Privacy Act review- Information Commissioner submission to the Department of Justice
Assistant Deputy Minister
Department of Justice, Public Law and Legislative Services Sector 284 Wellington Street
Ottawa, Ontario Canada, KlA OHS
Dear Ms. Othmer:
Thank you for the opportunity to provide input as part of Justice Canada's review of the Privacy Act.
As you noted when you reached out as part of this targeted technical engagement, there are specific points of intersection between the Access to Infonnation Act (the "ATI Act'') and the Privacy Act that I, with the backing of over 30 years' experience from the Office of the Information Commissioner of Canada (the OIC), can bring to bear on this review.
My comments in this submission will be limited to just those topics that may have an impact on access to information. In general, the majority of my comments and suggestions are aimed at maintaining an appropriate balance between the right of access and privacy rights.
The ATI Act and the Privacy Act were adopted by Parliament at the same time in 1982, through passage of Bill C-43, and both proclaimed in force on July 1, 1983. The two acts, and two offices, are joined in many ways. For example, the ATI Act incorporates by reference parts of the Privacy Act. Section 19 of the ATI Act, which exempts from disclosure personal information, refers to the definition of "personal information" found in the Privacy Act. Further, s. 19(2) of the ATI Act sets out exceptions to the general prohibition against disclosing personal information, and refers to disclosure that is in accordance with section 8 of the Privacy Act. The ATI Act, as amended by Bill C-58, also requires the Information Commissioner to consult with the Privacy Commissioner when she intends to make an order requiring an institution to disclose a record when the head of the institution refuses to disclose under s.19(1). The Information Commissioner may also consult with the Privacy Commissioner at her discretion in the course of an investigation.
When interpreting the intersection of the ATI Act and the Privacy Act, the Supreme Court of Canada has determined that the two acts are complementary, have equal status and must be read together, having regard to the purposes of both (Dagg v. Canada (Minister of Finance),  2 SCR 403 at para. 51). Privacy is paramount over access only when it is encompassed by the definition of "personal information" found in the Privacy Act (Husky Oil Operations Limited v. Canada-Newfoundland and Labrador Offshore Petroleum Board, 2018 FCA 10 at para. 25, citing Dagg).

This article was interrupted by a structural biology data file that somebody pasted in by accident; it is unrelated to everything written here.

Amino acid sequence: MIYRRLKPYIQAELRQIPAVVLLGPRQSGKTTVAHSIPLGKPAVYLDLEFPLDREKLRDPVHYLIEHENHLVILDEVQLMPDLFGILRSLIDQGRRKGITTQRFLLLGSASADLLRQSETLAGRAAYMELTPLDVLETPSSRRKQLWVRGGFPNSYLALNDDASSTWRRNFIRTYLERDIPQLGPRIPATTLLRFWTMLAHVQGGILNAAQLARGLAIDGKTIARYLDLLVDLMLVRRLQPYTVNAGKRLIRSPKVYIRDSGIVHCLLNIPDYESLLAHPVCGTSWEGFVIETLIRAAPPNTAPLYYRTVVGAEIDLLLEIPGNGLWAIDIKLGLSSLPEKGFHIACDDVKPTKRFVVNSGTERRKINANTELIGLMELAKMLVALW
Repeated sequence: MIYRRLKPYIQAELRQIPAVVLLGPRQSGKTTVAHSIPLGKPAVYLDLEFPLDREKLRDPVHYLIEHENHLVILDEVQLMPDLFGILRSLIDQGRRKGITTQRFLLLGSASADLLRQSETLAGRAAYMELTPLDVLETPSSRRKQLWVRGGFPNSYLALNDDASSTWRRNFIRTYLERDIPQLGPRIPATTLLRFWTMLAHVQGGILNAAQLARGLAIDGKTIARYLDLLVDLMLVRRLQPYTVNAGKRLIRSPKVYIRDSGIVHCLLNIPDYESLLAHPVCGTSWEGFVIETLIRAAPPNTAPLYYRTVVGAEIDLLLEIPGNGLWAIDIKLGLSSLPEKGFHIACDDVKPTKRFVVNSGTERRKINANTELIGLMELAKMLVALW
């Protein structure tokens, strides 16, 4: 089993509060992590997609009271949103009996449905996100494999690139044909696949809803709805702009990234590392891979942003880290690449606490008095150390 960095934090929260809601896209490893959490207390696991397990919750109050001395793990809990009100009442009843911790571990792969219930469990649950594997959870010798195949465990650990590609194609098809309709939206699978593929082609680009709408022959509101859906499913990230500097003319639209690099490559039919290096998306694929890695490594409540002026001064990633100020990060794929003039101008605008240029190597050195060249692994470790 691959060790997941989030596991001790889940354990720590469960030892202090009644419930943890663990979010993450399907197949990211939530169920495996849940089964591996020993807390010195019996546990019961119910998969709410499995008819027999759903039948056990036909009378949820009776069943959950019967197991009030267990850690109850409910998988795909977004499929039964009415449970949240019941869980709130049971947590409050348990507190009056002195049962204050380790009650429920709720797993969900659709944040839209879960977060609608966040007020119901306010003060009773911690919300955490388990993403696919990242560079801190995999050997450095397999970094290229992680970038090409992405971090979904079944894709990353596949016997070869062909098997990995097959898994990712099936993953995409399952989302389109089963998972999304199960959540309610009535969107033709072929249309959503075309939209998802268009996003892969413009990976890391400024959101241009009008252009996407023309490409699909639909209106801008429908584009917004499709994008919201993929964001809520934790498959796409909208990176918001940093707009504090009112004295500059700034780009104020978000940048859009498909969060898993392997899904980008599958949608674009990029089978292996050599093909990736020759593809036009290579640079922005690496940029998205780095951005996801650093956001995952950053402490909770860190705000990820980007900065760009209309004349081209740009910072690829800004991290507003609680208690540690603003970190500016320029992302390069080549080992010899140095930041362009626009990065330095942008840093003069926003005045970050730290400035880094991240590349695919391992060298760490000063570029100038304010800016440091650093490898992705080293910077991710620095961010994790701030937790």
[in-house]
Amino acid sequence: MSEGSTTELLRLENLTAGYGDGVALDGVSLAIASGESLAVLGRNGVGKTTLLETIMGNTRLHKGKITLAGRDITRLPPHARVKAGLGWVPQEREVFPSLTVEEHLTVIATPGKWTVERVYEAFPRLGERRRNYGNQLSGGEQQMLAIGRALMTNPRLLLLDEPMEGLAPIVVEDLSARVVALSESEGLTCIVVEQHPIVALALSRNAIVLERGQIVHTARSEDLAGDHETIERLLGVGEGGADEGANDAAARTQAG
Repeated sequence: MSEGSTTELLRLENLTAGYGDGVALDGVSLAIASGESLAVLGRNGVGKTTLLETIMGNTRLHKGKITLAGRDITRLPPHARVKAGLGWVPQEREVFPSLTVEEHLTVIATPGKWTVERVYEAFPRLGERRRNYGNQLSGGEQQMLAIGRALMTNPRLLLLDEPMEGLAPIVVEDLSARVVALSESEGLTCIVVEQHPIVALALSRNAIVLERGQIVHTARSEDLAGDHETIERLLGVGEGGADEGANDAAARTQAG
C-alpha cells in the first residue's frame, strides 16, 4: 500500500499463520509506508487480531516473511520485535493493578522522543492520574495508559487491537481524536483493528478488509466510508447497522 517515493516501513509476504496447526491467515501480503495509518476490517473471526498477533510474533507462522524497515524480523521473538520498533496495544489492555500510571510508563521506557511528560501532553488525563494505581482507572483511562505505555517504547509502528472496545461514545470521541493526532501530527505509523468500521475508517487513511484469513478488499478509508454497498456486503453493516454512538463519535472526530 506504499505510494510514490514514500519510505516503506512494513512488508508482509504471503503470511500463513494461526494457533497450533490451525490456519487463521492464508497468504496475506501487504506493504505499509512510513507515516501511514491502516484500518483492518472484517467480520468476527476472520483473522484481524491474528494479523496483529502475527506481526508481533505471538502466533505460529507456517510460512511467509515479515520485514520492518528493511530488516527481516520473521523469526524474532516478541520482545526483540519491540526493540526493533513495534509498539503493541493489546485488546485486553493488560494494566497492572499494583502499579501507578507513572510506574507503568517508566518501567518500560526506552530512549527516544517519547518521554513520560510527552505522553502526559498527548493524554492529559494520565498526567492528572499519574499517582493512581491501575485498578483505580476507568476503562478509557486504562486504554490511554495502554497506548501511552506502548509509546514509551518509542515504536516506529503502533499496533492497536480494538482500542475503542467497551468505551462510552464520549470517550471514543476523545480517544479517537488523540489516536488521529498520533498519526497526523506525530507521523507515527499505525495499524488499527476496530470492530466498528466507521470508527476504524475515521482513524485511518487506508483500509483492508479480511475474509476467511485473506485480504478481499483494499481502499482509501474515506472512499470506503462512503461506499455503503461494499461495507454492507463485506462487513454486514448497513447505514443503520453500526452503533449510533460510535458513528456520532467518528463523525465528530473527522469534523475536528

The complementary nature of these two acts underscores each recommendation set out below.
Discussion Paper 1 - Principles and Rules
Generally, this discussion paper asks whether privacy principles should be adopted in the Privacy Act as an effective interpretation tool. I do not intend to comment on the general utility of adopting privacy principles. There are, however, two principles that I wish to address.
First Principle: Reasonableness and proportionality
Question 1(c) asks whether a reasonableness and proportionality principle is a useful and effective way of explicitly bringing into the Privacy Act a legal framework similar to that which guides the balancing of individuals' fundamental rights and interests against important public interests in the Canadian human rights law context and reflects underlying administrative law obligations.
Based on many investigations involving personal information, I have noticed that certain aspects of the Privacy Act that intersect with the ATI Act could benefit from a type of proportionality analysis. However, adopting a set of principles applicable to the entire act will not have the same force and effect as implementing a true legal test into some specific sections at issue.
In particular, there are two places in the Privacy Act where adding balancing tests would be more beneficial than adopting over-arching privacy principles.
Unjustified invasion of privacy test
Where Canadians and the access regime would benefit from an amendment to the Privacy Act is with respect to section 26 of the Privacy Act, and in the parallel section of the ATI Act at section 19. Both of these provisions provide exemptions from disclosure for personal information in response to either a privacy or access request. Under the Privacy Act, the exemption is mandatory for personal information about an individual other than the individual who made the request, subject to certain discretionary exceptions, including consent. Under the ATI Act a similar regime applies, but it applies to all personal information, regardless of who is the requester.
Both exemptions are based on a class test of whether the requested information falls within the definition of "personal information about an identifiable individual".